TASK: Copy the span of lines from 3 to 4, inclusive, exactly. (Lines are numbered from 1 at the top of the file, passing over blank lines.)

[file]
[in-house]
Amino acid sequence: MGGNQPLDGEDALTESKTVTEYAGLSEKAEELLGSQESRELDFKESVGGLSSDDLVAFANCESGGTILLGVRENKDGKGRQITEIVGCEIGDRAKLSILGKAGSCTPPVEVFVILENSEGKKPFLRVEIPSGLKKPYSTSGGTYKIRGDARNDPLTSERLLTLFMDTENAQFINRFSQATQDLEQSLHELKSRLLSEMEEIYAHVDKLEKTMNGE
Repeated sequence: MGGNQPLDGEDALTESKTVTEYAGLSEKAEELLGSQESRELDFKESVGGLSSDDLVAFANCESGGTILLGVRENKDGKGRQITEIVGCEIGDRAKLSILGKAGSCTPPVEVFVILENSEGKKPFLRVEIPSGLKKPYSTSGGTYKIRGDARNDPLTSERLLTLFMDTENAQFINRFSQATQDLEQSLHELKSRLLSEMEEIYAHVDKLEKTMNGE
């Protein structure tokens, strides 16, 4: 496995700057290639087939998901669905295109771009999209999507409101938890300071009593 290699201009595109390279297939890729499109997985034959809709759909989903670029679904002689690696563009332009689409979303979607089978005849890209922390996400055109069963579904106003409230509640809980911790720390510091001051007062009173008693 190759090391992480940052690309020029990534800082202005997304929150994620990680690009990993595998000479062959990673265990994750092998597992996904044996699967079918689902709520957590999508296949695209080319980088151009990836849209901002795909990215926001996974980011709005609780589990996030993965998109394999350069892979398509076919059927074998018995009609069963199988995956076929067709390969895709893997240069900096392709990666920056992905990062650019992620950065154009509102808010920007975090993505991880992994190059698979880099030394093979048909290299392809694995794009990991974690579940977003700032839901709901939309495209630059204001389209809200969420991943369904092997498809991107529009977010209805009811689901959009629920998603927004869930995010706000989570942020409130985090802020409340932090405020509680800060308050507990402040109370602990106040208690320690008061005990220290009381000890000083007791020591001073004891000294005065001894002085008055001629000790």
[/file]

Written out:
Repeated sequence: MGGNQPLDGEDALTESKTVTEYAGLSEKAEELLGSQESRELDFKESVGGLSSDDLVAFANCESGGTILLGVRENKDGKGRQITEIVGCEIGDRAKLSILGKAGSCTPPVEVFVILENSEGKKPFLRVEIPSGLKKPYSTSGGTYKIRGDARNDPLTSERLLTLFMDTENAQFINRFSQATQDLEQSLHELKSRLLSEMEEIYAHVDKLEKTMNGE
């Protein structure tokens, strides 16, 4: 496995700057290639087939998901669905295109771009999209999507409101938890300071009593 290699201009595109390279297939890729499109997985034959809709759909989903670029679904002689690696563009332009689409979303979607089978005849890209922390996400055109069963579904106003409230509640809980911790720390510091001051007062009173008693 190759090391992480940052690309020029990534800082202005997304929150994620990680690009990993595998000479062959990673265990994750092998597992996904044996699967079918689902709520957590999508296949695209080319980088151009990836849209901002795909990215926001996974980011709005609780589990996030993965998109394999350069892979398509076919059927074998018995009609069963199988995956076929067709390969895709893997240069900096392709990666920056992905990062650019992620950065154009509102808010920007975090993505991880992994190059698979880099030394093979048909290299392809694995794009990991974690579940977003700032839901709901939309495209630059204001389209809200969420991943369904092997498809991107529009977010209805009811689901959009629920998603927004869930995010706000989570942020409130985090802020409340932090405020509680800060308050507990402040109370602990106040208690320690008061005990220290009381000890000083007791020591001073004891000294005065001894002085008055001629000790």